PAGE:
Show Details

Rail Laser

October 9, 2006

Lasers may help spot hidden track damage that causes train derailments.

Transcript

BOB HIRSHON (host):
Improving rail safety with lasers. I’m Bob Hirshon and this is Science Update.

[SFX: laser tapping]

HIRSHON:
This tapping may sound like an old-fashioned news ticker, but it’s actually a state-of-the-art laser system for inspecting train tracks. Structural engineer Francesco Lanza di Scalea of the University of California at San Diego is leading the development team. The system uses a trailer-like vehicle that glides along the track at up to 70 miles per hour, tapping the track with laser pulses at one-foot intervals.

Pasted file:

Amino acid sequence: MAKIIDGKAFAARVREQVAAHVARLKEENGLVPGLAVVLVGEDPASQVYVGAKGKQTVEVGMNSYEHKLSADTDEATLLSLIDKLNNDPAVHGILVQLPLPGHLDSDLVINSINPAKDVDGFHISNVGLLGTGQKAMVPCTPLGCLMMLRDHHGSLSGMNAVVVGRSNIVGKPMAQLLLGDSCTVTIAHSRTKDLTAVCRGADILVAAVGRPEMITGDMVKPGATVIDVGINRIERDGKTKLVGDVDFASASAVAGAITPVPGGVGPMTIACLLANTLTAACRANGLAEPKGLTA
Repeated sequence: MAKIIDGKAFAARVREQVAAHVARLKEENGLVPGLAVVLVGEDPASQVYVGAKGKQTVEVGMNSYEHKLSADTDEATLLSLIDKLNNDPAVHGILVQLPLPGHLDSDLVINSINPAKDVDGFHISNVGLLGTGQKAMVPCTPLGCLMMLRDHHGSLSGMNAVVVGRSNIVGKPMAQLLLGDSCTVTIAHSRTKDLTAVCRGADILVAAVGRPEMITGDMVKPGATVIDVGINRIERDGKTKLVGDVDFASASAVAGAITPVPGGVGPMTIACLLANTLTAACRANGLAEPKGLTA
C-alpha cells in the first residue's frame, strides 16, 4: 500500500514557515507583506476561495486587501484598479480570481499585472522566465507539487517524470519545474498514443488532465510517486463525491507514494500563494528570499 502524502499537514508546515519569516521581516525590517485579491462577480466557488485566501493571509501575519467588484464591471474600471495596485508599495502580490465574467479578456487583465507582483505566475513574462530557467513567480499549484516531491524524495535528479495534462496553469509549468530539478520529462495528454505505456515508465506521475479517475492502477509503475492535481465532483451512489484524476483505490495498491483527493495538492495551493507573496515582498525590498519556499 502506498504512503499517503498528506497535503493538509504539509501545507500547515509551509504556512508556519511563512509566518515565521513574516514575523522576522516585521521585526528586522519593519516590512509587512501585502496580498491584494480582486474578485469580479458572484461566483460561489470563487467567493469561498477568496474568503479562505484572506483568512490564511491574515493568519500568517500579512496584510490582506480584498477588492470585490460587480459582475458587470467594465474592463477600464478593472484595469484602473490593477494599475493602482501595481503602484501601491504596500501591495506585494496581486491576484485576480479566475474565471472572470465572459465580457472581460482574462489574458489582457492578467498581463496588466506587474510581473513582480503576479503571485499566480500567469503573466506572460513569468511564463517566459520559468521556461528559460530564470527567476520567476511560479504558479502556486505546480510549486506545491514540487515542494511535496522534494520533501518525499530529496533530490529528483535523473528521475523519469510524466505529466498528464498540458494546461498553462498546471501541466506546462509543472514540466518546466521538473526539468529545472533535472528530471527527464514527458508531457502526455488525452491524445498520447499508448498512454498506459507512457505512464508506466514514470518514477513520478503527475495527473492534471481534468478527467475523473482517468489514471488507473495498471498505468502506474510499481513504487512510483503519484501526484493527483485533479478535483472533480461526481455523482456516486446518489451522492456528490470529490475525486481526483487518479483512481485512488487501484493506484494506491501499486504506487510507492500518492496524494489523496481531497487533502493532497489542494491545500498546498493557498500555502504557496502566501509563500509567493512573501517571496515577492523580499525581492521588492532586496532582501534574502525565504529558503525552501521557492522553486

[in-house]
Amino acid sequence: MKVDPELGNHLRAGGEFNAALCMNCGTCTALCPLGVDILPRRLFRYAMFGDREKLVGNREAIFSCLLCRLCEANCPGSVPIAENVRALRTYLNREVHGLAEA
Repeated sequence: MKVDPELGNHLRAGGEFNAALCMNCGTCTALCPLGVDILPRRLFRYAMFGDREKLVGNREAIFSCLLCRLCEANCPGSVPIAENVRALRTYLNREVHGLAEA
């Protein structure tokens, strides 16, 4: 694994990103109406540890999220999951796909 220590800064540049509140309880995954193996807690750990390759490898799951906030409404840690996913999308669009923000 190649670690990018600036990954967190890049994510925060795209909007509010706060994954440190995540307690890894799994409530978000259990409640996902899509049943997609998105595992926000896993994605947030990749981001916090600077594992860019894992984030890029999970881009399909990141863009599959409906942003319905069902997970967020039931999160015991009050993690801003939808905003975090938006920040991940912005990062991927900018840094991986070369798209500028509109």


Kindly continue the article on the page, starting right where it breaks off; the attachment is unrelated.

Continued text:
FRANCESCO DI SCALEA (Univ. of California, San Diego):
And this tapping is like a virtual hammer. Just like if you were to hammer on a rail, you’d hear sound going through.

HIRSHON:
And distortions in that sound, specifically in the ultrasonic range, can reveal dangerous internal cracks that current technologies often miss. Repairing those cracks early could save millions of dollars and prevent derailments. I’m Bob Hirshon for AAAS, the science society.